Assessing the maturity of Open Source adoption in an enterprise

By Ankit Pandey | Architect – Open Source Strategy Advisor, Wipro

According to a survey, open source software (OSS) is rated equal to or better than proprietary software by 94% of IT executives. All but five of the Fortune 500 currently use OSS, and 95% of IT specialists agree that open source has become strategically important.

Open source is not optional anymore but has transformed into a necessity to scale a business. With this realization and its ubiquitous adoption, IT organizations are leaving no stone unturned to incorporate open source into their business and technology strategies.

Like every transformation journey, open source adoption has several significant milestones. Knowing their current position with respect to these milestones helps IT organizations identify not only the attributes and characteristics of their position in the journey but also the ways to reach the advanced levels of maturity.

Wipro’s Open Source Maturity Model (OSMM) has been developed by experts with more than 20 years of practical open-source background. For example, we contributed an instance to FINOS to help finance organizations evaluate their current position on their open source journey and make progress.

Open Source Maturity Model

The Open Source Maturity Model is a tool to help organizations make more informed decisions faster, about the most effective way to use open source to meet corporate objectives. It allows them to understand where they are today, define an optimal future state based on their goals, objectives, resources, and constraints, and create a roadmap to get there.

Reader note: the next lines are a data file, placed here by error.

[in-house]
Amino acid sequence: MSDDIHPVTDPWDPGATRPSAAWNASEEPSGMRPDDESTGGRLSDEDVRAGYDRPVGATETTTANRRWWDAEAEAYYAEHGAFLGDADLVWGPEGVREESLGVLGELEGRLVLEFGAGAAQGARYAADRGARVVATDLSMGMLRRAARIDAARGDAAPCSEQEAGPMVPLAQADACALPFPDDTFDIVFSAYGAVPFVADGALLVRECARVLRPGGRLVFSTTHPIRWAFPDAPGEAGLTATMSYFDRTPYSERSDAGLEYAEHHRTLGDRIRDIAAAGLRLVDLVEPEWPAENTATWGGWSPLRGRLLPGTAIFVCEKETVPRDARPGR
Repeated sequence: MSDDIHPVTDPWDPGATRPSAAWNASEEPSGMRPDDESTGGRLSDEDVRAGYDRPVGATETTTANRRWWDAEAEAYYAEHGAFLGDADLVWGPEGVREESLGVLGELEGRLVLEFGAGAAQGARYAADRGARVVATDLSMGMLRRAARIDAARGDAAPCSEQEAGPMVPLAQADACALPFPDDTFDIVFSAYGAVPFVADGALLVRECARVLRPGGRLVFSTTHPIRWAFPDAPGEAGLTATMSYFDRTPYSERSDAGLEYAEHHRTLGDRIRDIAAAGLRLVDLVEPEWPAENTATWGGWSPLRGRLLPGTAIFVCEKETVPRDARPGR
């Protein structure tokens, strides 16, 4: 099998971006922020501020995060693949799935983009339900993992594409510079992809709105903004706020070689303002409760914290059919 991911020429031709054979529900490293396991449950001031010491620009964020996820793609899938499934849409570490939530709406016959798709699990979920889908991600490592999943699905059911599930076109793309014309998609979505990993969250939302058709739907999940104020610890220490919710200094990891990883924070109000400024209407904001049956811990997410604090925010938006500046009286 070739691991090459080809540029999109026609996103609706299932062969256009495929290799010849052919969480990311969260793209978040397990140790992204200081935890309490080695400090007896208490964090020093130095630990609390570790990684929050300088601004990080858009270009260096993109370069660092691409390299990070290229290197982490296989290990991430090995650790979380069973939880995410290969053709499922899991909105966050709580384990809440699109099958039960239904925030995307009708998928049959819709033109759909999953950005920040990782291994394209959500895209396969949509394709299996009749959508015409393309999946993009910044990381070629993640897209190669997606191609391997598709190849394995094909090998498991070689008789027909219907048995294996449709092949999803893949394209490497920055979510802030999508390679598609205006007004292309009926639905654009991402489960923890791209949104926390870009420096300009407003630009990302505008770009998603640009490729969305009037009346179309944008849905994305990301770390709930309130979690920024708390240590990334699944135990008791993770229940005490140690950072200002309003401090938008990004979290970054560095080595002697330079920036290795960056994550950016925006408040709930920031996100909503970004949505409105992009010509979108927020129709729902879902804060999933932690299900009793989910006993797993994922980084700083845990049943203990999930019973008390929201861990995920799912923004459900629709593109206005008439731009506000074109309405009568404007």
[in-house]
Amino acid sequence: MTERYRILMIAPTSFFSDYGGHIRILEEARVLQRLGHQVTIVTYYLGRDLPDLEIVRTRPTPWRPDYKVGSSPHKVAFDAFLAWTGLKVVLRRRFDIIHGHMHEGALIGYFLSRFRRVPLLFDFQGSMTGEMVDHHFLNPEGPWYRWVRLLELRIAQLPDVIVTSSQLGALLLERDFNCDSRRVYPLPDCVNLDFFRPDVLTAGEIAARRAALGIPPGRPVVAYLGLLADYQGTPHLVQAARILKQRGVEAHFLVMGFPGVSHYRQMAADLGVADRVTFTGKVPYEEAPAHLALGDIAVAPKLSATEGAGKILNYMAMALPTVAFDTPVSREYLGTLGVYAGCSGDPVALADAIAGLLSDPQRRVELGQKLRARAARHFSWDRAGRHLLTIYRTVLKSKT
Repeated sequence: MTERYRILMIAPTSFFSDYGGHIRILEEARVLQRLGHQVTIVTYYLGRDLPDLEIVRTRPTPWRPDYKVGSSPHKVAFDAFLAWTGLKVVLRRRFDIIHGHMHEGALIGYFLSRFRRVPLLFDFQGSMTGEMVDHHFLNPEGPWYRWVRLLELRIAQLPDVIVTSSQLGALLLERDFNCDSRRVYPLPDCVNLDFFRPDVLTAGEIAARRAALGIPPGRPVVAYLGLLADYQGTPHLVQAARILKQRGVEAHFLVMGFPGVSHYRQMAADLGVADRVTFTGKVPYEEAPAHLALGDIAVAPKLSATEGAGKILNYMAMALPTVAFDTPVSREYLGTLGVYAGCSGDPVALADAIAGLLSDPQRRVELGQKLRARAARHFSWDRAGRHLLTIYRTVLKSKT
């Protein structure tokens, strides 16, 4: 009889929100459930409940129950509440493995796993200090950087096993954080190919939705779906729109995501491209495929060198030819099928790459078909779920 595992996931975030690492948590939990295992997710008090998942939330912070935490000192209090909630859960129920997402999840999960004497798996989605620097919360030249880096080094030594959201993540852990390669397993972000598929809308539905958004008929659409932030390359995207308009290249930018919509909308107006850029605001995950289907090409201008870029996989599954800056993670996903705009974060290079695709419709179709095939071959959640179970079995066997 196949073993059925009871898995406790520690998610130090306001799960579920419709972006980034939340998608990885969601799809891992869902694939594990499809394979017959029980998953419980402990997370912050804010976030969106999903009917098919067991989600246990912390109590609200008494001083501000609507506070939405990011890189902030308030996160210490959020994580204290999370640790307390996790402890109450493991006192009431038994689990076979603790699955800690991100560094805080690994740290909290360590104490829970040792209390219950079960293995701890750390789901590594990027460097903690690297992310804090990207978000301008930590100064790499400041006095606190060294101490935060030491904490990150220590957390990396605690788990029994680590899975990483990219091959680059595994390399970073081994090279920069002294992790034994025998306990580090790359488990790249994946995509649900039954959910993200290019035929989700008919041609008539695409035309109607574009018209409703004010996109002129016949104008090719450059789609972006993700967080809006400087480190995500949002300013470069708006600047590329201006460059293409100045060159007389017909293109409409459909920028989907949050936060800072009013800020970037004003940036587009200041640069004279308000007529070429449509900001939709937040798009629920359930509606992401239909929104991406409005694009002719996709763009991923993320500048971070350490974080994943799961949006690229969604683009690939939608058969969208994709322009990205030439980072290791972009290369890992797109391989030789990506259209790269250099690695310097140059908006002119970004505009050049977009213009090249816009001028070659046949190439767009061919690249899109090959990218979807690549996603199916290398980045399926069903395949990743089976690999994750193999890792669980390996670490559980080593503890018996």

In the parlance of OSMM, this open source journey to meet corporate goals is called the “maturity curve”, and milestones on the maturity curve are called “maturity stages.”

The open source maturity of an organization is a function of their position on three dimensions: Strategy, Management, and Usage. Each of these dimensions has several elements. Each element has associated attributes and implications corresponding to a maturity stage. Finally, for each maturity stage, the elements have a set of suggested activities which help an organization reach the next stage of maturity curve.

An organization can be positioned at any of the five stages on the open source maturity curve, namely (in increasing order of maturity):

1. Ad hoc — Characterized by little to no organized understanding of, and view on, open source. There is no governance nor controls of any kind in place, developers are downloading open source as they see fit. There is no insight into the amount, location or impact of open source from a development, legal, compliance, or security perspective.

2. Aware The organization is becoming aware of its usage of open source to some degree. Typically, legal, security, or risk management implement some form of strong controls. This state may also be referred to as “reactive”.